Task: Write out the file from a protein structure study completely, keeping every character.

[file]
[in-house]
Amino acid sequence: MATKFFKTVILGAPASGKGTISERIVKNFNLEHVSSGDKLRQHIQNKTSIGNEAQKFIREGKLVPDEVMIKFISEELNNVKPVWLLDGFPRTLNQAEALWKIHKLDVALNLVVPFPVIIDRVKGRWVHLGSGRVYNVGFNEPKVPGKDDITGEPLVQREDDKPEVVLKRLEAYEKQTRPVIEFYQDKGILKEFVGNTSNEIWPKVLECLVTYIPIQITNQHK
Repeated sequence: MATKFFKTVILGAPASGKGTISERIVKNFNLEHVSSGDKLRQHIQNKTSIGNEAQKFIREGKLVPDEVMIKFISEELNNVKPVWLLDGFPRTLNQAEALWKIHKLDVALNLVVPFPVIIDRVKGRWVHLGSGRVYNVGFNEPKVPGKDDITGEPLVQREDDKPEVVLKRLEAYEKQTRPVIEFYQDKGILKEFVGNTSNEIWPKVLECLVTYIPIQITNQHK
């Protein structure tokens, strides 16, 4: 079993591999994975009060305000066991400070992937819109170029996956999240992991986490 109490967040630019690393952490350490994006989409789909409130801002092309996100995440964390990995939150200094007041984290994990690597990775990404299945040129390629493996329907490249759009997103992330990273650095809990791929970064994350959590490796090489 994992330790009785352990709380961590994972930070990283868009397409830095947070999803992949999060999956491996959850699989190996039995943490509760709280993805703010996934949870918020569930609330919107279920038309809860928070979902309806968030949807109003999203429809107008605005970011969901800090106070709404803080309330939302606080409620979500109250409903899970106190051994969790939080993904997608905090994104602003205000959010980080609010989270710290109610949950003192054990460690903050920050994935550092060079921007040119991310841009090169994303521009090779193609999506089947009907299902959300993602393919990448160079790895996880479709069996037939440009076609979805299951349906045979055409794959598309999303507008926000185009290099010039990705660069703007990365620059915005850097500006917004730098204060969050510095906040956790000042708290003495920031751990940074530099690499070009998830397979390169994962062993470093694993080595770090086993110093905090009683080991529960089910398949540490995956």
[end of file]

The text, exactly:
[in-house]
Amino acid sequence: MATKFFKTVILGAPASGKGTISERIVKNFNLEHVSSGDKLRQHIQNKTSIGNEAQKFIREGKLVPDEVMIKFISEELNNVKPVWLLDGFPRTLNQAEALWKIHKLDVALNLVVPFPVIIDRVKGRWVHLGSGRVYNVGFNEPKVPGKDDITGEPLVQREDDKPEVVLKRLEAYEKQTRPVIEFYQDKGILKEFVGNTSNEIWPKVLECLVTYIPIQITNQHK
Repeated sequence: MATKFFKTVILGAPASGKGTISERIVKNFNLEHVSSGDKLRQHIQNKTSIGNEAQKFIREGKLVPDEVMIKFISEELNNVKPVWLLDGFPRTLNQAEALWKIHKLDVALNLVVPFPVIIDRVKGRWVHLGSGRVYNVGFNEPKVPGKDDITGEPLVQREDDKPEVVLKRLEAYEKQTRPVIEFYQDKGILKEFVGNTSNEIWPKVLECLVTYIPIQITNQHK
């Protein structure tokens, strides 16, 4: 079993591999994975009060305000066991400070992937819109170029996956999240992991986490 109490967040630019690393952490350490994006989409789909409130801002092309996100995440964390990995939150200094007041984290994990690597990775990404299945040129390629493996329907490249759009997103992330990273650095809990791929970064994350959590490796090489 994992330790009785352990709380961590994972930070990283868009397409830095947070999803992949999060999956491996959850699989190996039995943490509760709280993805703010996934949870918020569930609330919107279920038309809860928070979902309806968030949807109003999203429809107008605005970011969901800090106070709404803080309330939302606080409620979500109250409903899970106190051994969790939080993904997608905090994104602003205000959010980080609010989270710290109610949950003192054990460690903050920050994935550092060079921007040119991310841009090169994303521009090779193609999506089947009907299902959300993602393919990448160079790895996880479709069996037939440009076609979805299951349906045979055409794959598309999303507008926000185009290099010039990705660069703007990365620059915005850097500006917004730098204060969050510095906040956790000042708290003495920031751990940074530099690499070009998830397979390169994962062993470093694993080595770090086993110093905090009683080991529960089910398949540490995956």